There’s a small print of Edward Hopper’s Nighthawks sitting hidden in a drawer of my desk. I pull it out every once in a while and have a look. Everyone’s familiar with Nighthawks, whether they know it or not. Few pieces of art achieve this level of recognition with a mass audience, few have the resonance to be able to be spoofed in popular culture. You could say each supremely well known piece of art represents something in our minds: the Mona Lisa represents high art in its purest sense, the David is a celebration of form and the art of the human body, Michelangelo’s The Creation of Adam is of the relationship between religion and art. Granted, these are gross over-simplifications of great works, but what does Nighthawks represent? Why has it risen to such a stature in our collective consciousness?
Nighthawks is a detective story. Like most of Hopper’s paintings, it is more about what is not there rather than what is. Each painting is lacking, and requires something of ourselves to contribute to it in order for it to be finished. Think of it this way: the painting requires us to inject a story in to it. We must observe. We must look for clues, then we must interpret things as we wish. We have a setting, a cast of characters, and a general mood.
We look closer. Who is the painting about? Normally, yes, the couple. But, on the days that I’m tired and tired of work, it’s about the diner’s attendant. On especially moody, angsty days, it is about the man who’s back is to the viewer.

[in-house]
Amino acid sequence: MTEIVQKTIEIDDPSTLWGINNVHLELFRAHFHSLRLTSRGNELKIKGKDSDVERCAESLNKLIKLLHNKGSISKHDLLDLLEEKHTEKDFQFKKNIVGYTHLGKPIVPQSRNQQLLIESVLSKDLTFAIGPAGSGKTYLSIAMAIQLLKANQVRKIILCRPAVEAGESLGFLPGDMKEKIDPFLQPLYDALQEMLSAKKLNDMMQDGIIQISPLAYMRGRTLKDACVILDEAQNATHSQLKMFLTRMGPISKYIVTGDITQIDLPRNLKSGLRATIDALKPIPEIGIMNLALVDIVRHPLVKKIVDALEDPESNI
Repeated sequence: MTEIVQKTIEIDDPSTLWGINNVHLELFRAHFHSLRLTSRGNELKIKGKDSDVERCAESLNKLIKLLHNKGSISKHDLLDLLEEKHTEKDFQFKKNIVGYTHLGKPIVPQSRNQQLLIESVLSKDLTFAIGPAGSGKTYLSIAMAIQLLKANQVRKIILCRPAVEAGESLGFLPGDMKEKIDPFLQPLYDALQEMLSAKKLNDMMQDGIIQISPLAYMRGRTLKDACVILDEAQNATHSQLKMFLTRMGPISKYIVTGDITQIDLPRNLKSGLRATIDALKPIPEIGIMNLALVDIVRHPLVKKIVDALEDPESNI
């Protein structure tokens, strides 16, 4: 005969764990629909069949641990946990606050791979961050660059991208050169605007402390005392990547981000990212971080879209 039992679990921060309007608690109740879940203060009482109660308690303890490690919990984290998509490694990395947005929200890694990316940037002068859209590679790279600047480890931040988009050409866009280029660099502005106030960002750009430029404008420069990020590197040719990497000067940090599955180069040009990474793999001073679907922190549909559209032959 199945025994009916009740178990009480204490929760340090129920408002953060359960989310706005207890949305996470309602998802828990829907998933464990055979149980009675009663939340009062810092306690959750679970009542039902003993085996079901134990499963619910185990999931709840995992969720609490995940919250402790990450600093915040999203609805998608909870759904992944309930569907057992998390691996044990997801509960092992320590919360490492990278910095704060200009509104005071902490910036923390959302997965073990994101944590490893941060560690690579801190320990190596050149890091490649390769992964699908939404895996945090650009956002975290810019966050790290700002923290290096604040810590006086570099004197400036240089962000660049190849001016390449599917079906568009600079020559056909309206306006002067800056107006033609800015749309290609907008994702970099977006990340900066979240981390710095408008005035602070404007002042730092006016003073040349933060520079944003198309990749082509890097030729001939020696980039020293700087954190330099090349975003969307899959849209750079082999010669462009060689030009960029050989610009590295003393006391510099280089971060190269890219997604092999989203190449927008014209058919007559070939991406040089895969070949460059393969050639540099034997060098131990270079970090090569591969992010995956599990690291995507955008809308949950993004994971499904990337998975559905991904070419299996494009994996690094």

But, those small things, they have stories of their own. The woman’s tube of lipstick. (Is that lipstick? She holds it so gingerly. Has she just applied it, or is she now applying more?) The couple’s barely touching hands. The man’s unlit cigarette. (Why no smoke?) The apparent silence in the room, the lack of eye-contact between all characters, the empty street, the eerie glow of the lights. A keen eye can easily slip head-long into a story of its own making.
And many have created their own stories, even the best of us. Joyce Carol Oates wrote monologues for each of the characters. Der Spiegel commissioned five different dramatizations of the painting. Tom Waits made a whole album about it.
Nighthawks is a framework for a story where everything has been established save the plot itself. You project yourself into the painting and the results say a lot about you and how you feel. It’s a Rorschach of a painting. The quality pulls us in and requires us to complete it, because we, as humans, have a hard time accepting something half-done. Straighten that frame. Fix that typo on that flyer. Kick that stone off the sidewalk. Slide that vase away from the edge of the table.
And so I come back to Nighthawks this morning. I think about how the painting was made shortly after the Pearl Harbor attack. I see three individuals with the wind knocked out of them from catastrophic events. I see eyes glazed by the uncertainty of what the future holds and mouths unable to materialize their feelings into words. And so they sit silent, staring off into some void, lumbering into some unknown future.
And I feel for them. Oh god, do I feel for them.